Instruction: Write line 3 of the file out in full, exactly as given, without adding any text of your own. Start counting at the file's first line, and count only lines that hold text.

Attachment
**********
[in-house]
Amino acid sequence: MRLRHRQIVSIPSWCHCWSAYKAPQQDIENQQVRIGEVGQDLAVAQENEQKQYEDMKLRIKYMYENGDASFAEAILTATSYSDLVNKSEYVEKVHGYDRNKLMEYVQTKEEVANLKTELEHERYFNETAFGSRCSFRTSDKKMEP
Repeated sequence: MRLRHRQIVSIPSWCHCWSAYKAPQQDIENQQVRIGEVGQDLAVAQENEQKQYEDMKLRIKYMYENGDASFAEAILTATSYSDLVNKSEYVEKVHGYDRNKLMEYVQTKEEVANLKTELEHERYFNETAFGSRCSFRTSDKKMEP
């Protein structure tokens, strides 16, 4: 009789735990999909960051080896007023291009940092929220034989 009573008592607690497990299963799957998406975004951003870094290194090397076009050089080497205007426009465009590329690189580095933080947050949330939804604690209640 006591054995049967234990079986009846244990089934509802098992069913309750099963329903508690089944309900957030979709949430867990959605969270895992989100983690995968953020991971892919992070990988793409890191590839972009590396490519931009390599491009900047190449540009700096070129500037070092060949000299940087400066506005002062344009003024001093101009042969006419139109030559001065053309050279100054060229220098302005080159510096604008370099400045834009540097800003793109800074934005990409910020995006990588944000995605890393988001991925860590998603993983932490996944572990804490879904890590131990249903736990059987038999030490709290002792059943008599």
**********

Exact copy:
Repeated sequence: MRLRHRQIVSIPSWCHCWSAYKAPQQDIENQQVRIGEVGQDLAVAQENEQKQYEDMKLRIKYMYENGDASFAEAILTATSYSDLVNKSEYVEKVHGYDRNKLMEYVQTKEEVANLKTELEHERYFNETAFGSRCSFRTSDKKMEP